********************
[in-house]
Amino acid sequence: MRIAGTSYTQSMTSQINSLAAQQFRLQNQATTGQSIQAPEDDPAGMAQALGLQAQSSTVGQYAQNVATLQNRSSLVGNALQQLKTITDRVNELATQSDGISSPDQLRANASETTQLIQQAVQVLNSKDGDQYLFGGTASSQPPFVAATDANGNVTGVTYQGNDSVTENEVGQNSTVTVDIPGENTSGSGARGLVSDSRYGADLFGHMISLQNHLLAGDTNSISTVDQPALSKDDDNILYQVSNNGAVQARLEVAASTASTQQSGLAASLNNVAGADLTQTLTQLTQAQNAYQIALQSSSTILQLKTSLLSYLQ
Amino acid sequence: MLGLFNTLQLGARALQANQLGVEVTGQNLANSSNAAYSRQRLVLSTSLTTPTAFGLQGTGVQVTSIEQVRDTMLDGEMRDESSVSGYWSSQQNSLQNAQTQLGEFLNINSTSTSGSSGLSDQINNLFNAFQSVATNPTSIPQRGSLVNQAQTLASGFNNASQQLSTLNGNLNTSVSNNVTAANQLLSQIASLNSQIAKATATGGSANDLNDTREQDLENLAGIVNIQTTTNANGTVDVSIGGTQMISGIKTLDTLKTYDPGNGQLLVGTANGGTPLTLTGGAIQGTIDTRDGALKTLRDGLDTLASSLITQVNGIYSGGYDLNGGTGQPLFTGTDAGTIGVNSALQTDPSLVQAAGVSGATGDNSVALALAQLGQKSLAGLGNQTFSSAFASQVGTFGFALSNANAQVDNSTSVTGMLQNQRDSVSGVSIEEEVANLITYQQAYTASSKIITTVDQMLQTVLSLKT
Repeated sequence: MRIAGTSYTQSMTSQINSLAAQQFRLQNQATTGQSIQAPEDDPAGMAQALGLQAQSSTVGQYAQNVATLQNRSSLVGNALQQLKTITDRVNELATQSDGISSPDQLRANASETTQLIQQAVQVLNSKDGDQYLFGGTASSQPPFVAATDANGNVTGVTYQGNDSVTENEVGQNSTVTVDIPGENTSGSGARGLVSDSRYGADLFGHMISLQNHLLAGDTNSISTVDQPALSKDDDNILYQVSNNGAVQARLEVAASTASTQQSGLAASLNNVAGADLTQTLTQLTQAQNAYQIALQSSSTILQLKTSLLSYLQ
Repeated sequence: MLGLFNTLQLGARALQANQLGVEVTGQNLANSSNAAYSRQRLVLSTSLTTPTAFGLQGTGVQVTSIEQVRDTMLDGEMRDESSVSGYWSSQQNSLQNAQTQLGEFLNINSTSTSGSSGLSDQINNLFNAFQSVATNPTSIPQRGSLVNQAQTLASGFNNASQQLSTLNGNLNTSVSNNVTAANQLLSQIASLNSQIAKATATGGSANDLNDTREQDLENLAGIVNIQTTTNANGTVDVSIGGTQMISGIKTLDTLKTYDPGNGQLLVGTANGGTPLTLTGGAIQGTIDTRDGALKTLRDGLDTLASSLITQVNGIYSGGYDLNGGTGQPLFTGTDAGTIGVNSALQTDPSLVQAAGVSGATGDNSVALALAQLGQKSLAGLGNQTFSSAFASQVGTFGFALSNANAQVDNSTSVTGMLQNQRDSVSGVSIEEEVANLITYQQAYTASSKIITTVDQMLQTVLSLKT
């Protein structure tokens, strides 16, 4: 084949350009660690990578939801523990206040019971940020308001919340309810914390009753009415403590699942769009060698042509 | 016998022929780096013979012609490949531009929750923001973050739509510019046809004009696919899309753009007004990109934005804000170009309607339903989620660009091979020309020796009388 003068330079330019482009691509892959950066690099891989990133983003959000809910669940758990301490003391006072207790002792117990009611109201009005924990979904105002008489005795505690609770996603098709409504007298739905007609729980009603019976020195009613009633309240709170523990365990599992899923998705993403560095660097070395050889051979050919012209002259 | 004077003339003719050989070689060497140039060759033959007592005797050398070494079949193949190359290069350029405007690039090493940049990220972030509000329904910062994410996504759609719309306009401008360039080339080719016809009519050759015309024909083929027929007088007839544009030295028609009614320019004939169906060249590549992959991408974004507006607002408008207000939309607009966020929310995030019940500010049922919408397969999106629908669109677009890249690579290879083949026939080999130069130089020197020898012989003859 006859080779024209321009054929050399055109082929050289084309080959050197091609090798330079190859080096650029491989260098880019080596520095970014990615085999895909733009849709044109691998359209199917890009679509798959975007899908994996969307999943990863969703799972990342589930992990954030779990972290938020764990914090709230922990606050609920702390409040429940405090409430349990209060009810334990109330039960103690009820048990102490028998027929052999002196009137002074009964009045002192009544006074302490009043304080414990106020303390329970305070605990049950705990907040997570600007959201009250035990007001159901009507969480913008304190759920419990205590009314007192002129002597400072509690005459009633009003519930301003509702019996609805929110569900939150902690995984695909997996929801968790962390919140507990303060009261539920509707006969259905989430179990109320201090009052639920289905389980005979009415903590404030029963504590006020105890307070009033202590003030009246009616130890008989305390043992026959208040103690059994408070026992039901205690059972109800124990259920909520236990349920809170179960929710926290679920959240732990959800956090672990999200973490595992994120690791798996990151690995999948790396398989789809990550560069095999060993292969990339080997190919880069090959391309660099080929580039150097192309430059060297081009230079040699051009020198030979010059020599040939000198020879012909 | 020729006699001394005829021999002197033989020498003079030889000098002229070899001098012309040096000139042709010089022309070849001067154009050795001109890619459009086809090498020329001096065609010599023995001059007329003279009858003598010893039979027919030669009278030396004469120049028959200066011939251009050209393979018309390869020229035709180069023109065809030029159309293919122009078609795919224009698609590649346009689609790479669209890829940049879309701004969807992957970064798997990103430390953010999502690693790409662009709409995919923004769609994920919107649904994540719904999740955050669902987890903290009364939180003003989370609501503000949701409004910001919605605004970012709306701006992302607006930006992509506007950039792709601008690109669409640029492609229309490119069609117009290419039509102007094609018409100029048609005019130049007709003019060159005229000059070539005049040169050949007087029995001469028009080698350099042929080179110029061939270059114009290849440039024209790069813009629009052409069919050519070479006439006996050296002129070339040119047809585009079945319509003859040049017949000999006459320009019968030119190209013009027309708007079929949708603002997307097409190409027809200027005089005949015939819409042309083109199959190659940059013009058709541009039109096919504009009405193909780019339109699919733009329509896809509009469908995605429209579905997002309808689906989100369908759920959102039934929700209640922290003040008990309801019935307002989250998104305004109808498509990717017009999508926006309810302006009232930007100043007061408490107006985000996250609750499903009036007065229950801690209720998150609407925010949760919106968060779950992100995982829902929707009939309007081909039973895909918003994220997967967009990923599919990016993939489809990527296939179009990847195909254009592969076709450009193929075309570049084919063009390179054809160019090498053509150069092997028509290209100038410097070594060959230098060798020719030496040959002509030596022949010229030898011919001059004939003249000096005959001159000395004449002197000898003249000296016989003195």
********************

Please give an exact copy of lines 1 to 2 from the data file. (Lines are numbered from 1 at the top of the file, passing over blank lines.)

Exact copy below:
[in-house]
Amino acid sequence: MRIAGTSYTQSMTSQINSLAAQQFRLQNQATTGQSIQAPEDDPAGMAQALGLQAQSSTVGQYAQNVATLQNRSSLVGNALQQLKTITDRVNELATQSDGISSPDQLRANASETTQLIQQAVQVLNSKDGDQYLFGGTASSQPPFVAATDANGNVTGVTYQGNDSVTENEVGQNSTVTVDIPGENTSGSGARGLVSDSRYGADLFGHMISLQNHLLAGDTNSISTVDQPALSKDDDNILYQVSNNGAVQARLEVAASTASTQQSGLAASLNNVAGADLTQTLTQLTQAQNAYQIALQSSSTILQLKTSLLSYLQ